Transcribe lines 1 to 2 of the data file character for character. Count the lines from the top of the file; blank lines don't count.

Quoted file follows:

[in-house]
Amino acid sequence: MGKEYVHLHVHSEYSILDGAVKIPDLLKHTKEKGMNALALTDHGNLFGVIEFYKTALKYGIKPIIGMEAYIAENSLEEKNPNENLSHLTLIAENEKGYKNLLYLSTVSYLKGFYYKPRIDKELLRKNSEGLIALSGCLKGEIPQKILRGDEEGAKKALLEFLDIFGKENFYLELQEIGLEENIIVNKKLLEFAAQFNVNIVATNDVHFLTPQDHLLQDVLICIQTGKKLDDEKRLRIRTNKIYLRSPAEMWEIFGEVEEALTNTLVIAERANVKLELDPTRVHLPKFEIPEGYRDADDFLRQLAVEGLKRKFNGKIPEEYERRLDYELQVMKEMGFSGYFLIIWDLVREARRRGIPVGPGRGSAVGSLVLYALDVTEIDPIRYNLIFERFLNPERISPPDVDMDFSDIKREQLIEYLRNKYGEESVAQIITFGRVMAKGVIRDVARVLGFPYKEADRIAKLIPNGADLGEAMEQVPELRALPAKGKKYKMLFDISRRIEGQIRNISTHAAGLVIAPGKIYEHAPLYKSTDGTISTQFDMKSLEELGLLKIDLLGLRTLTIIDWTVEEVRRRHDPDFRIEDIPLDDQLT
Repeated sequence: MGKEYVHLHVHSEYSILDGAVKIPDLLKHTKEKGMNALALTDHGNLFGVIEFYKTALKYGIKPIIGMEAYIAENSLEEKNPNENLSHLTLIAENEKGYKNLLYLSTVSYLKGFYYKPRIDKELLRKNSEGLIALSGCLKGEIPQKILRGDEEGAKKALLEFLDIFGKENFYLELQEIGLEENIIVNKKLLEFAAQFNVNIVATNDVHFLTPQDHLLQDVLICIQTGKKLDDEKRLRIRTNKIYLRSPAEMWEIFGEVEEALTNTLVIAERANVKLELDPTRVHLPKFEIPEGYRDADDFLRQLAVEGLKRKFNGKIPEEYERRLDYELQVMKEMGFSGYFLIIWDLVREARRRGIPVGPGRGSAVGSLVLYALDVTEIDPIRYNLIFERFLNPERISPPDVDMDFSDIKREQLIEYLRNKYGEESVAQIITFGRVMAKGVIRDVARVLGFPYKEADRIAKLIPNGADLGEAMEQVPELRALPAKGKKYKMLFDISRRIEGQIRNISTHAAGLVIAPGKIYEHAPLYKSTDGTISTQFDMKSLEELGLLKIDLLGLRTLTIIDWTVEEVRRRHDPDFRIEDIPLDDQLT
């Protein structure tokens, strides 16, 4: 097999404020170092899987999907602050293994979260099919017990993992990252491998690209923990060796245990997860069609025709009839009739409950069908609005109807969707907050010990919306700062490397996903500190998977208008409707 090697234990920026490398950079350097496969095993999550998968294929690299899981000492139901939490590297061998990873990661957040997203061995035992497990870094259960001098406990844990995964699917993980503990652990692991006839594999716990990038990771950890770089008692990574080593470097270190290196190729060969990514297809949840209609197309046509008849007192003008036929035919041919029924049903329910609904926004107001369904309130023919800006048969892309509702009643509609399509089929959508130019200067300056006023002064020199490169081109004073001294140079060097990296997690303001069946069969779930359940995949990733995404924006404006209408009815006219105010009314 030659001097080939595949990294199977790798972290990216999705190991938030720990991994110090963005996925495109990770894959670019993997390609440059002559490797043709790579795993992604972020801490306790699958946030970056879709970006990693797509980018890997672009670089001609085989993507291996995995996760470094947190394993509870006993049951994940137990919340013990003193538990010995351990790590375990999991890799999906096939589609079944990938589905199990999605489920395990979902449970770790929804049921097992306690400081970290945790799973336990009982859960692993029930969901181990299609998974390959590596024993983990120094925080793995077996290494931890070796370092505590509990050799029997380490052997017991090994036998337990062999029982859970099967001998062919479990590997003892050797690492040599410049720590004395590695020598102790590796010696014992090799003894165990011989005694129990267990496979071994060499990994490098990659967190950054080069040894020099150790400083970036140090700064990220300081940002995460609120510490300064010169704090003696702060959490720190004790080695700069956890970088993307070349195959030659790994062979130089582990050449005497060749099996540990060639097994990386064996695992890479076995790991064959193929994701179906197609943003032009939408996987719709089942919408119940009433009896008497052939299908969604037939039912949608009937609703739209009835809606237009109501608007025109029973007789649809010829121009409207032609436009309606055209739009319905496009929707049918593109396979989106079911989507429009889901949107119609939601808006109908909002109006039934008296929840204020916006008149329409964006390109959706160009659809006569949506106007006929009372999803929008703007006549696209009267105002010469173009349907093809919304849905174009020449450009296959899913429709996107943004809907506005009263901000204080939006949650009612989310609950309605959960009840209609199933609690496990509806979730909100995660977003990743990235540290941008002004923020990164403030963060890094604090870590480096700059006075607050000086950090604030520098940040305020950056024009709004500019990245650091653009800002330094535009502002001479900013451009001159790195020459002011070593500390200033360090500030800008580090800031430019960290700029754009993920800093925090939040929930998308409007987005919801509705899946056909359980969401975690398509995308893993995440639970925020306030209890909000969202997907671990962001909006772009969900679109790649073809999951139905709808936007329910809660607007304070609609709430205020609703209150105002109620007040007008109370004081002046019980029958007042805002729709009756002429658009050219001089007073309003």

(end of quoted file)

[in-house]
Amino acid sequence: MGKEYVHLHVHSEYSILDGAVKIPDLLKHTKEKGMNALALTDHGNLFGVIEFYKTALKYGIKPIIGMEAYIAENSLEEKNPNENLSHLTLIAENEKGYKNLLYLSTVSYLKGFYYKPRIDKELLRKNSEGLIALSGCLKGEIPQKILRGDEEGAKKALLEFLDIFGKENFYLELQEIGLEENIIVNKKLLEFAAQFNVNIVATNDVHFLTPQDHLLQDVLICIQTGKKLDDEKRLRIRTNKIYLRSPAEMWEIFGEVEEALTNTLVIAERANVKLELDPTRVHLPKFEIPEGYRDADDFLRQLAVEGLKRKFNGKIPEEYERRLDYELQVMKEMGFSGYFLIIWDLVREARRRGIPVGPGRGSAVGSLVLYALDVTEIDPIRYNLIFERFLNPERISPPDVDMDFSDIKREQLIEYLRNKYGEESVAQIITFGRVMAKGVIRDVARVLGFPYKEADRIAKLIPNGADLGEAMEQVPELRALPAKGKKYKMLFDISRRIEGQIRNISTHAAGLVIAPGKIYEHAPLYKSTDGTISTQFDMKSLEELGLLKIDLLGLRTLTIIDWTVEEVRRRHDPDFRIEDIPLDDQLT